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Pediatrics. 2008 Oct;122(4):731-5. doi: 10.1542/peds.2007-3278.

Prophylactic phenobarbital administration after resolution of neonatal seizures: survey of current practice.

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  • 1Department of Pediatrics, Division of Neonatology, Golisano Children's Hospital at Strong, University of Rochester Medical Center, Rochester, NY 14642, USA. ronnie_guillet@urmc.rochester.edu

Abstract

OBJECTIVE:

Child neurologists and neonatologists often discharge newborn infants with phenobarbital treatment for weeks to months despite the absence of continuing seizure activity. We conducted a national survey to determine the degree of variation in this practice.

METHODS:

Surveys were sent to a randomly generated list of board-certified child neurologists (N = 609) and neonatologists (N = 579). The survey consisted of 3 parts, that is, questions related to overall attitudes and practices, specific patient scenarios, and respondent demographic characteristics. Responses were tabulated and analyzed for all respondents combined and for child neurologists and neonatologists separately. Variation in practices between respondents and the consistency between the respondents' stated use of phenobarbital in practice and their answers to various clinical scenarios were evaluated.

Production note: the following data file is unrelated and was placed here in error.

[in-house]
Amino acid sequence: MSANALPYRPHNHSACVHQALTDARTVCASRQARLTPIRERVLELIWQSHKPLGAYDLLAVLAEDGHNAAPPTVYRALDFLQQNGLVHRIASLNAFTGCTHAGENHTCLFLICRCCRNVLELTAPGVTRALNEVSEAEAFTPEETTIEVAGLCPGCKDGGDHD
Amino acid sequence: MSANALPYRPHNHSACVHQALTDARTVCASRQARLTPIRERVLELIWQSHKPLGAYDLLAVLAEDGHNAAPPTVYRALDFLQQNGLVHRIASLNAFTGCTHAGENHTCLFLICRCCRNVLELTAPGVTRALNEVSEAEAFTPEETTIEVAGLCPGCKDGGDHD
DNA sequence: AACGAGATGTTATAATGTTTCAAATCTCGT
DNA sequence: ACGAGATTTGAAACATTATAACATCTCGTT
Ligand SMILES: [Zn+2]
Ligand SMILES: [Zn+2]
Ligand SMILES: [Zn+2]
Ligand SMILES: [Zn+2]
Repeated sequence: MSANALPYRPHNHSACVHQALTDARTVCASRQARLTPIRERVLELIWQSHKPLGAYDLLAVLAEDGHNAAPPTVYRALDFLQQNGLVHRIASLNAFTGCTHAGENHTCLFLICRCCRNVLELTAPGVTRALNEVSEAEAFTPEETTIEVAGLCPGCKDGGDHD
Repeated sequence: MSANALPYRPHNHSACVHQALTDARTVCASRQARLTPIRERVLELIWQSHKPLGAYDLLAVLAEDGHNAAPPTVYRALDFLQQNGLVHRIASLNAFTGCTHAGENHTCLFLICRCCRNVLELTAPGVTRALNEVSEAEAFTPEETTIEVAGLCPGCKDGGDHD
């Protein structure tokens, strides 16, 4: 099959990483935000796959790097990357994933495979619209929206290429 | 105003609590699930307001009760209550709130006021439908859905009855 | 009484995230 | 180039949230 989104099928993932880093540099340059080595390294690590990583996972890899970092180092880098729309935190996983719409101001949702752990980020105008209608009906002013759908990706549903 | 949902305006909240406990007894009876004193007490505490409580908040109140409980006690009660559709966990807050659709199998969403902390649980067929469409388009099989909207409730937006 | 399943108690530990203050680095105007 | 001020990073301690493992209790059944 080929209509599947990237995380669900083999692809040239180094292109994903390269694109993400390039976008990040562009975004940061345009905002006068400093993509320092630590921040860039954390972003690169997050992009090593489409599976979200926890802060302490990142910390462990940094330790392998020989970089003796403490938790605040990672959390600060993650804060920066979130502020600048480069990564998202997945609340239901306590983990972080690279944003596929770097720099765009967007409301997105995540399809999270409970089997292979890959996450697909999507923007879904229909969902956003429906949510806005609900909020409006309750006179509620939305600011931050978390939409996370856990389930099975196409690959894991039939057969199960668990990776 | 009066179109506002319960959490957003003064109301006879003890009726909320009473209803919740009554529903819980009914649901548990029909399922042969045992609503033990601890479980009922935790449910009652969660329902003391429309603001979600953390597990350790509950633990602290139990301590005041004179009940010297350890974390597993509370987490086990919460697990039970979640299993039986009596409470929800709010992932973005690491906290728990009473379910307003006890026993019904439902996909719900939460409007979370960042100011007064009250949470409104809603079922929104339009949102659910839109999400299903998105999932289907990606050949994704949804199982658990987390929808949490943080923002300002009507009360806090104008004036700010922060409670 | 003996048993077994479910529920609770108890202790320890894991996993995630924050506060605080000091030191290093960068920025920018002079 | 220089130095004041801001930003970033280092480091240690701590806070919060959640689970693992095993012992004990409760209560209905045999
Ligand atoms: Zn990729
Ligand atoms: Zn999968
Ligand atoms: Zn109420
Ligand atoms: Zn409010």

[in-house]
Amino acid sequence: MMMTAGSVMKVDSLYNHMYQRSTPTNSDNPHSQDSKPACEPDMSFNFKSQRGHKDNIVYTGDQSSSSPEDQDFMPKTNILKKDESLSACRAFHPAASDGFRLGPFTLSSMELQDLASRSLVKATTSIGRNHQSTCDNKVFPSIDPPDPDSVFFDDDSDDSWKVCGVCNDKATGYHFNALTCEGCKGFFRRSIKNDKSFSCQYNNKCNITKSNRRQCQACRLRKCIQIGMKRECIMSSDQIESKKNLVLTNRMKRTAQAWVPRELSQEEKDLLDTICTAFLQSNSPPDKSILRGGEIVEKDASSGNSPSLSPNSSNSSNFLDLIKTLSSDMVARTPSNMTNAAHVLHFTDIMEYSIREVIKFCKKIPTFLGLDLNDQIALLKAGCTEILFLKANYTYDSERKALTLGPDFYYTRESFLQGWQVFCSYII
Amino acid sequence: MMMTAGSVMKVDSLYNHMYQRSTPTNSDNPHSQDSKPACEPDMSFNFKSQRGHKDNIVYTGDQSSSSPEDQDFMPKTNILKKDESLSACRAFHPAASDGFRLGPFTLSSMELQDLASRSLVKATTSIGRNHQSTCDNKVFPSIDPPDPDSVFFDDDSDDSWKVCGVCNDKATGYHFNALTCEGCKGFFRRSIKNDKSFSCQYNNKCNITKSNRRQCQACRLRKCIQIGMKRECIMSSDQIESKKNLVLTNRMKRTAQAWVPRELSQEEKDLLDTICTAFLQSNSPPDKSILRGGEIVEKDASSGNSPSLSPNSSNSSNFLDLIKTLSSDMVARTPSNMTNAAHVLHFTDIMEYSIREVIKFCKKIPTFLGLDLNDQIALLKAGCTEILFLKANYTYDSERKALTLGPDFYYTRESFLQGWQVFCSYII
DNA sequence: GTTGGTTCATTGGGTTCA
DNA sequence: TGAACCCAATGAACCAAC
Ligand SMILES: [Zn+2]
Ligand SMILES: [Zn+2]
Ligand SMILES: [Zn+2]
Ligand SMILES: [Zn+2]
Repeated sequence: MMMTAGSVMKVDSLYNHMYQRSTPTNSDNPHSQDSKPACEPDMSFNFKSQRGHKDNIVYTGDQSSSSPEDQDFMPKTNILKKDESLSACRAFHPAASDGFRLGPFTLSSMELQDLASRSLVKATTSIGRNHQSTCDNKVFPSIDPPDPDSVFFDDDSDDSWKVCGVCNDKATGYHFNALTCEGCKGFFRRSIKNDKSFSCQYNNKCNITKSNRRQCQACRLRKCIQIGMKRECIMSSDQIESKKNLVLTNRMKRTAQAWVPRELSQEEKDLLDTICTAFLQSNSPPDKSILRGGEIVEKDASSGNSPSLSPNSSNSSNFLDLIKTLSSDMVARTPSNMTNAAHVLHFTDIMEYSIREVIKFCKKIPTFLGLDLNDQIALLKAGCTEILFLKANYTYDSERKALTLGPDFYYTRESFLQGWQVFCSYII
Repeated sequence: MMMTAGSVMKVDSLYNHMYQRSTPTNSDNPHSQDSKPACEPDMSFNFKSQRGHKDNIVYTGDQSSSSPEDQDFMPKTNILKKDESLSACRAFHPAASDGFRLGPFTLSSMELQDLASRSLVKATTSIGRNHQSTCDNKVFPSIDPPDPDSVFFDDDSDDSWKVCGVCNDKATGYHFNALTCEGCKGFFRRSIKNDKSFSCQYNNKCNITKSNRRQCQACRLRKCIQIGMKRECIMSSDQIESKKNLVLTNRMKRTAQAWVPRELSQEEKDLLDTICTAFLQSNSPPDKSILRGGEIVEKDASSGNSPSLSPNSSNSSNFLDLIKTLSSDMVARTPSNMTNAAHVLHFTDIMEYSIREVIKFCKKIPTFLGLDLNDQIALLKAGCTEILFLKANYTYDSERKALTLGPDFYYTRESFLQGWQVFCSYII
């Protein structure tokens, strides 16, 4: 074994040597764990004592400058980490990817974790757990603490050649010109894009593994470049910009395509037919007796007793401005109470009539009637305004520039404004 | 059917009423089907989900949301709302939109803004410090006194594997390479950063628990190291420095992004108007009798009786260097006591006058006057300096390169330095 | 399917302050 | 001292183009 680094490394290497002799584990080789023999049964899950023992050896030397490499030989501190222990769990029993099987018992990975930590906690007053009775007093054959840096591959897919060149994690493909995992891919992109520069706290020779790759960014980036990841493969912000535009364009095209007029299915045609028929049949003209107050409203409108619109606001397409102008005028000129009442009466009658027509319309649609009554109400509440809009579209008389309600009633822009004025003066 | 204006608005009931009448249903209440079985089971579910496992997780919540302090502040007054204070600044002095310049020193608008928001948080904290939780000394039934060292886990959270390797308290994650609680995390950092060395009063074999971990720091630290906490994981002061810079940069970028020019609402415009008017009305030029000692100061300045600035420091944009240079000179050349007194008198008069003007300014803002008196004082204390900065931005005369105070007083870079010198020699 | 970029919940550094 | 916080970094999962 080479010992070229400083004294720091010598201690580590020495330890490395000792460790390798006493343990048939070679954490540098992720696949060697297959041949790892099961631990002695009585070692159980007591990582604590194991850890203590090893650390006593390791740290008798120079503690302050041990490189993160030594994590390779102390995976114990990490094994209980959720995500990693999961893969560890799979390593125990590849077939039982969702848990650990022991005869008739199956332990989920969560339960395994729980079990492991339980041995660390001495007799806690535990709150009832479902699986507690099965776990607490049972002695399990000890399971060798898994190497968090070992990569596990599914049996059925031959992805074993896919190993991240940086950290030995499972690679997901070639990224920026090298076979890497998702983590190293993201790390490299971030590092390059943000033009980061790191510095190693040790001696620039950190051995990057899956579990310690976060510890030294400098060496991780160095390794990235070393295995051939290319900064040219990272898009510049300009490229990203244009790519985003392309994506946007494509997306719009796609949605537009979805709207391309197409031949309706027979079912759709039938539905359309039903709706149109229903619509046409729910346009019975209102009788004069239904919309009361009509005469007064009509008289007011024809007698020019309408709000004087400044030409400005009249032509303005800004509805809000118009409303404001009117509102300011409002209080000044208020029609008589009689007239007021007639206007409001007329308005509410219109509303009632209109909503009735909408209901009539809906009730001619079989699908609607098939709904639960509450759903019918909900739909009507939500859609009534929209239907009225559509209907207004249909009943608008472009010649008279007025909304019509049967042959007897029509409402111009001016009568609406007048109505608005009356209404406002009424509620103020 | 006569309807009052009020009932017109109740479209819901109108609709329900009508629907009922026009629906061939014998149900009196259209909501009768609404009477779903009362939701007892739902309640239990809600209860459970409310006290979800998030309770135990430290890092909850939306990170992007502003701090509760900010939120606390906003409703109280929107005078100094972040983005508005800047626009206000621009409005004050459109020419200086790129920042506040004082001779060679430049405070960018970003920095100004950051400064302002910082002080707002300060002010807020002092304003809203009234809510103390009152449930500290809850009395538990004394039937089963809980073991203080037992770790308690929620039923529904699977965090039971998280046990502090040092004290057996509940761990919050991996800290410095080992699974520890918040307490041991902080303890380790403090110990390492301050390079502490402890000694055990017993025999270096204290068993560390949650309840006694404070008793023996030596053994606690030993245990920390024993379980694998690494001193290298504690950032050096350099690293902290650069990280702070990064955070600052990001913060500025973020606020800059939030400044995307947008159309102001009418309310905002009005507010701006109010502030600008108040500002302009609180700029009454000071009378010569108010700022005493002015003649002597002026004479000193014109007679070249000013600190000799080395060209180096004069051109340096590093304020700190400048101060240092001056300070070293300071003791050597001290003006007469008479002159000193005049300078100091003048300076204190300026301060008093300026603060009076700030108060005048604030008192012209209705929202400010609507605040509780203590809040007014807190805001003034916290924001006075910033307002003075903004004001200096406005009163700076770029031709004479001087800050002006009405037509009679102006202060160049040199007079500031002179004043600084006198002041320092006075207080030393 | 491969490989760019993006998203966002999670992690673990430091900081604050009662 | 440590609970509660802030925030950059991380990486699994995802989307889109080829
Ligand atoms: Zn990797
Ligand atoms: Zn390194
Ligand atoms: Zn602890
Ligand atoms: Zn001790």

RESULTS:

Responses were received from 118 child neurologists (20.7%) and 125 neonatologists (23.1%). There was wide variation in practices, with little difference in the response frequencies between child neurologists and neonatologists. Physicians were more likely to respond yes to continuation of phenobarbital treatment in a given clinical situation than would be predicted on the basis of their answers regarding overall frequency of use.

CONCLUSIONS:

Since the survey of practices 15 years ago, child neurologists and neonatologists are reporting less frequent and shorter phenobarbital treatment after resolution of neonatal seizures, although there remains considerable variation in practices. Moreover, what physicians report as their practice in general is inconsistent with how they respond to specific clinical cases of neonatal seizures.

PMID:
18829795
[PubMed - indexed for MEDLINE]
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